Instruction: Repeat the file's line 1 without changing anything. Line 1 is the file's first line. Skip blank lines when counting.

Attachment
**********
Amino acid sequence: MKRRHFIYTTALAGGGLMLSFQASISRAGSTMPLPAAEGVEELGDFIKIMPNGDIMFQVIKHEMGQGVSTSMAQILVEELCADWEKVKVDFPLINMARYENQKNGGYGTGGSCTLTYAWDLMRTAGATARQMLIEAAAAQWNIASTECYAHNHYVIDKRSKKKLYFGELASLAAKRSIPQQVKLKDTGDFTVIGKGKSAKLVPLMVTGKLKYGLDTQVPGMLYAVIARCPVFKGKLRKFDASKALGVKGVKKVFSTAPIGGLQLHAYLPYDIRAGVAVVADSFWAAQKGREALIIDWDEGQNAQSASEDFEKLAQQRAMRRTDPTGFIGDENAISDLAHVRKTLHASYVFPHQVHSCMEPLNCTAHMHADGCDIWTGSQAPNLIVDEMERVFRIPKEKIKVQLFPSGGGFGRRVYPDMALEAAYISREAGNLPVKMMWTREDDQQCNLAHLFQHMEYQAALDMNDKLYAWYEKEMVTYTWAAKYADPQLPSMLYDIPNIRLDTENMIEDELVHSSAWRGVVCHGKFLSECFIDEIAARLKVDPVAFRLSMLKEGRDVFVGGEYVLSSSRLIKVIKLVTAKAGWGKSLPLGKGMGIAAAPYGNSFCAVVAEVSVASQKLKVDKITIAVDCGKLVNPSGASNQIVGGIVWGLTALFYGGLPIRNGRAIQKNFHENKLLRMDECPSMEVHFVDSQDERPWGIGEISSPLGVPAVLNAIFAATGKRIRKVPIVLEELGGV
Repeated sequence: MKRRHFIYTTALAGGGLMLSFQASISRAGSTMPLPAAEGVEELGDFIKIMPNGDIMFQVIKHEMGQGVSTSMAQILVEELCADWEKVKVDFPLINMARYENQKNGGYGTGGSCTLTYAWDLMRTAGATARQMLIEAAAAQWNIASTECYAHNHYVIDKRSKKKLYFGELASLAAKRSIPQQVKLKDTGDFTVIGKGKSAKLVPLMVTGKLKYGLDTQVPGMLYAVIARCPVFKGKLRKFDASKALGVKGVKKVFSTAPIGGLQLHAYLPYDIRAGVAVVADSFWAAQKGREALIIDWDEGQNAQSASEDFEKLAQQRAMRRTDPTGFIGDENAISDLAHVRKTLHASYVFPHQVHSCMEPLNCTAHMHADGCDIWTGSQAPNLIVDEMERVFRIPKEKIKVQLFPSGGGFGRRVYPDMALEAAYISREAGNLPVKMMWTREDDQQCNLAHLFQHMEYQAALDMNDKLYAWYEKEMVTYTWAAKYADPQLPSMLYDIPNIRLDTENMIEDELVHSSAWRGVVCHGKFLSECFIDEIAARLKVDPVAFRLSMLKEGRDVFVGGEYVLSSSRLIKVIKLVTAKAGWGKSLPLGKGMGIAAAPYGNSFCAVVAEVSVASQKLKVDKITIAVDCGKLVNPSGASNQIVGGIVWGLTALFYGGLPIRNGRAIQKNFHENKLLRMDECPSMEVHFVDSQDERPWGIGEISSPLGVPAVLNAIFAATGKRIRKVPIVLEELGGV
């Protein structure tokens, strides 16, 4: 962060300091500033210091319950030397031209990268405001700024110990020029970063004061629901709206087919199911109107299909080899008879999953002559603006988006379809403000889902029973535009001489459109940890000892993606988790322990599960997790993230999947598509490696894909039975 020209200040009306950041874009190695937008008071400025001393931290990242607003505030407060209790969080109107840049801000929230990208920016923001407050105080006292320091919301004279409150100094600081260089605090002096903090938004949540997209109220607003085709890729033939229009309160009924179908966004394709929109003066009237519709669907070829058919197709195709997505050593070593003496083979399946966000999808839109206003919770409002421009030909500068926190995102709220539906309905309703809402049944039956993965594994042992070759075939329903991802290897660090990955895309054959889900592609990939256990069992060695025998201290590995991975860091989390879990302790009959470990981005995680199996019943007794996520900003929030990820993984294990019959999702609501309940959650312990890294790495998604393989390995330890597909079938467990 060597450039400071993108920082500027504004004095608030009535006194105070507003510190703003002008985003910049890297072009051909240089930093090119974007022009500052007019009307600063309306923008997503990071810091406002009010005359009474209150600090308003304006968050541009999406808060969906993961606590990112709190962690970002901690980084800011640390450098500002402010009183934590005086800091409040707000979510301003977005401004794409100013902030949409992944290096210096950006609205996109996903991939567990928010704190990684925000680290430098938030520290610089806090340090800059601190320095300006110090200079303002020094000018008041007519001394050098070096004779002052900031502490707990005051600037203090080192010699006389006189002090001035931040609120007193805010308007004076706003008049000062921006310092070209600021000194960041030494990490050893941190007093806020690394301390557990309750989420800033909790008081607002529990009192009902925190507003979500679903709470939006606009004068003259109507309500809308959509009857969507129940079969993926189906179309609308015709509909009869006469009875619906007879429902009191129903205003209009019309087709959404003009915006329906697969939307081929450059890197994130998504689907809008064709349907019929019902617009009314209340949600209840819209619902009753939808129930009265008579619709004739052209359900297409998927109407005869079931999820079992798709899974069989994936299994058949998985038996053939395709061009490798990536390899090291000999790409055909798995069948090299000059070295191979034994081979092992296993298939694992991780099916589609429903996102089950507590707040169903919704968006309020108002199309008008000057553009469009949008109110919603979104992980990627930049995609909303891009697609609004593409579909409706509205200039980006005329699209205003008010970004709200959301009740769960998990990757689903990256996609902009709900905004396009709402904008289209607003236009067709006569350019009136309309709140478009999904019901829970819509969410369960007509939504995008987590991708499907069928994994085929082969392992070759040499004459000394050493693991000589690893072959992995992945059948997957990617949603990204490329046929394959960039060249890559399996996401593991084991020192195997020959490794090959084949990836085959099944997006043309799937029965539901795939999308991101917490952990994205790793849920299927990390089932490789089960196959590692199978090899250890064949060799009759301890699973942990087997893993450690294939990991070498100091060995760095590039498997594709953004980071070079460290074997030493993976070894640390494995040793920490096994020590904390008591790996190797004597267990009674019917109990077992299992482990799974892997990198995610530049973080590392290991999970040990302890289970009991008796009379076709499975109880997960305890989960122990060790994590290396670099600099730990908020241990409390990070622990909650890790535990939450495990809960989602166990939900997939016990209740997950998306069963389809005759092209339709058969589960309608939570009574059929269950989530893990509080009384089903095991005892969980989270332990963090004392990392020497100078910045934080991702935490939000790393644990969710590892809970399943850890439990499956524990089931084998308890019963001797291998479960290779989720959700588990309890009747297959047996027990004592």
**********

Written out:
Amino acid sequence: MKRRHFIYTTALAGGGLMLSFQASISRAGSTMPLPAAEGVEELGDFIKIMPNGDIMFQVIKHEMGQGVSTSMAQILVEELCADWEKVKVDFPLINMARYENQKNGGYGTGGSCTLTYAWDLMRTAGATARQMLIEAAAAQWNIASTECYAHNHYVIDKRSKKKLYFGELASLAAKRSIPQQVKLKDTGDFTVIGKGKSAKLVPLMVTGKLKYGLDTQVPGMLYAVIARCPVFKGKLRKFDASKALGVKGVKKVFSTAPIGGLQLHAYLPYDIRAGVAVVADSFWAAQKGREALIIDWDEGQNAQSASEDFEKLAQQRAMRRTDPTGFIGDENAISDLAHVRKTLHASYVFPHQVHSCMEPLNCTAHMHADGCDIWTGSQAPNLIVDEMERVFRIPKEKIKVQLFPSGGGFGRRVYPDMALEAAYISREAGNLPVKMMWTREDDQQCNLAHLFQHMEYQAALDMNDKLYAWYEKEMVTYTWAAKYADPQLPSMLYDIPNIRLDTENMIEDELVHSSAWRGVVCHGKFLSECFIDEIAARLKVDPVAFRLSMLKEGRDVFVGGEYVLSSSRLIKVIKLVTAKAGWGKSLPLGKGMGIAAAPYGNSFCAVVAEVSVASQKLKVDKITIAVDCGKLVNPSGASNQIVGGIVWGLTALFYGGLPIRNGRAIQKNFHENKLLRMDECPSMEVHFVDSQDERPWGIGEISSPLGVPAVLNAIFAATGKRIRKVPIVLEELGGV